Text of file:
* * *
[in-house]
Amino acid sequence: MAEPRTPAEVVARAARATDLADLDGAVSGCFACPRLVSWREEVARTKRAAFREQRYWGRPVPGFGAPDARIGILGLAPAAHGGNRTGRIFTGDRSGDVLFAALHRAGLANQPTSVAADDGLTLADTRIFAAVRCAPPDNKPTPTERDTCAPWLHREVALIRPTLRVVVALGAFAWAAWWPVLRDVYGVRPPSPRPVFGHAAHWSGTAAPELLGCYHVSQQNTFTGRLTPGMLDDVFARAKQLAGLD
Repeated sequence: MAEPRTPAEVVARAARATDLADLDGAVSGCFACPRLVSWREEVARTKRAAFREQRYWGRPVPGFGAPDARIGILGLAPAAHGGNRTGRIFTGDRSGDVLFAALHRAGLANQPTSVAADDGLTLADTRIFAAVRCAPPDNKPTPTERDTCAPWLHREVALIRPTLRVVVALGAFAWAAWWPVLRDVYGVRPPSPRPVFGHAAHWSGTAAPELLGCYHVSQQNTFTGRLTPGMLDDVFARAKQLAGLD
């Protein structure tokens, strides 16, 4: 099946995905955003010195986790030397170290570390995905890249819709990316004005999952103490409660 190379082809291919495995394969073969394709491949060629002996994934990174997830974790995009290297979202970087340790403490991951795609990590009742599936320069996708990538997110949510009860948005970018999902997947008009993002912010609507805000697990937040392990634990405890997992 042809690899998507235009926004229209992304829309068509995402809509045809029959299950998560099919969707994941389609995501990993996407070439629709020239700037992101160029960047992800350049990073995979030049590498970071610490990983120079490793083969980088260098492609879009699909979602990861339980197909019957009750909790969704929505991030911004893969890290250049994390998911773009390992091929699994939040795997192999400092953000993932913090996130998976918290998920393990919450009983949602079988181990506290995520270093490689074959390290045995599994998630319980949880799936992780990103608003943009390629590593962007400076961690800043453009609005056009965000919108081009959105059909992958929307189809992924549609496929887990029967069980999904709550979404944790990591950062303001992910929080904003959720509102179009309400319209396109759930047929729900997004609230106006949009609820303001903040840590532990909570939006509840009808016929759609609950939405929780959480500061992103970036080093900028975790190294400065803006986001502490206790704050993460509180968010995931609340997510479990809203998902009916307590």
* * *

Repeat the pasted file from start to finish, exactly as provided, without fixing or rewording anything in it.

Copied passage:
[in-house]
Amino acid sequence: MAEPRTPAEVVARAARATDLADLDGAVSGCFACPRLVSWREEVARTKRAAFREQRYWGRPVPGFGAPDARIGILGLAPAAHGGNRTGRIFTGDRSGDVLFAALHRAGLANQPTSVAADDGLTLADTRIFAAVRCAPPDNKPTPTERDTCAPWLHREVALIRPTLRVVVALGAFAWAAWWPVLRDVYGVRPPSPRPVFGHAAHWSGTAAPELLGCYHVSQQNTFTGRLTPGMLDDVFARAKQLAGLD
Repeated sequence: MAEPRTPAEVVARAARATDLADLDGAVSGCFACPRLVSWREEVARTKRAAFREQRYWGRPVPGFGAPDARIGILGLAPAAHGGNRTGRIFTGDRSGDVLFAALHRAGLANQPTSVAADDGLTLADTRIFAAVRCAPPDNKPTPTERDTCAPWLHREVALIRPTLRVVVALGAFAWAAWWPVLRDVYGVRPPSPRPVFGHAAHWSGTAAPELLGCYHVSQQNTFTGRLTPGMLDDVFARAKQLAGLD
């Protein structure tokens, strides 16, 4: 099946995905955003010195986790030397170290570390995905890249819709990316004005999952103490409660 190379082809291919495995394969073969394709491949060629002996994934990174997830974790995009290297979202970087340790403490991951795609990590009742599936320069996708990538997110949510009860948005970018999902997947008009993002912010609507805000697990937040392990634990405890997992 042809690899998507235009926004229209992304829309068509995402809509045809029959299950998560099919969707994941389609995501990993996407070439629709020239700037992101160029960047992800350049990073995979030049590498970071610490990983120079490793083969980088260098492609879009699909979602990861339980197909019957009750909790969704929505991030911004893969890290250049994390998911773009390992091929699994939040795997192999400092953000993932913090996130998976918290998920393990919450009983949602079988181990506290995520270093490689074959390290045995599994998630319980949880799936992780990103608003943009390629590593962007400076961690800043453009609005056009965000919108081009959105059909992958929307189809992924549609496929887990029967069980999904709550979404944790990591950062303001992910929080904003959720509102179009309400319209396109759930047929729900997004609230106006949009609820303001903040840590532990909570939006509840009808016929759609609950939405929780959480500061992103970036080093900028975790190294400065803006986001502490206790704050993460509180968010995931609340997510479990809203998902009916307590």